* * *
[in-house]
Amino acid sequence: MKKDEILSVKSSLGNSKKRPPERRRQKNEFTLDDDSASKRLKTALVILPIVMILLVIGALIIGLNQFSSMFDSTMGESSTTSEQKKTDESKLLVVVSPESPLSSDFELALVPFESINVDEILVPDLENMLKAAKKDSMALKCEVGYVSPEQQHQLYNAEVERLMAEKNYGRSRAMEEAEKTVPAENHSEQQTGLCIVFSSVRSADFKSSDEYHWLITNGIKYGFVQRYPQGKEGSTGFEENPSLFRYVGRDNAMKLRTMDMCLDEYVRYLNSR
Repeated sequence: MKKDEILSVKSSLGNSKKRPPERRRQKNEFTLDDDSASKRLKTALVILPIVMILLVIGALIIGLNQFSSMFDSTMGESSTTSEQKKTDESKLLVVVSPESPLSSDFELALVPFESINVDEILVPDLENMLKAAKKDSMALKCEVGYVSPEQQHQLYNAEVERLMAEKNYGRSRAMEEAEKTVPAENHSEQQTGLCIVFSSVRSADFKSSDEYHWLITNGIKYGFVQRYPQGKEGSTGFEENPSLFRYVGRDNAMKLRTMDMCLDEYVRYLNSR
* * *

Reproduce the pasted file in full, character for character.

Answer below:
[in-house]
Amino acid sequence: MKKDEILSVKSSLGNSKKRPPERRRQKNEFTLDDDSASKRLKTALVILPIVMILLVIGALIIGLNQFSSMFDSTMGESSTTSEQKKTDESKLLVVVSPESPLSSDFELALVPFESINVDEILVPDLENMLKAAKKDSMALKCEVGYVSPEQQHQLYNAEVERLMAEKNYGRSRAMEEAEKTVPAENHSEQQTGLCIVFSSVRSADFKSSDEYHWLITNGIKYGFVQRYPQGKEGSTGFEENPSLFRYVGRDNAMKLRTMDMCLDEYVRYLNSR
Repeated sequence: MKKDEILSVKSSLGNSKKRPPERRRQKNEFTLDDDSASKRLKTALVILPIVMILLVIGALIIGLNQFSSMFDSTMGESSTTSEQKKTDESKLLVVVSPESPLSSDFELALVPFESINVDEILVPDLENMLKAAKKDSMALKCEVGYVSPEQQHQLYNAEVERLMAEKNYGRSRAMEEAEKTVPAENHSEQQTGLCIVFSSVRSADFKSSDEYHWLITNGIKYGFVQRYPQGKEGSTGFEENPSLFRYVGRDNAMKLRTMDMCLDEYVRYLNSR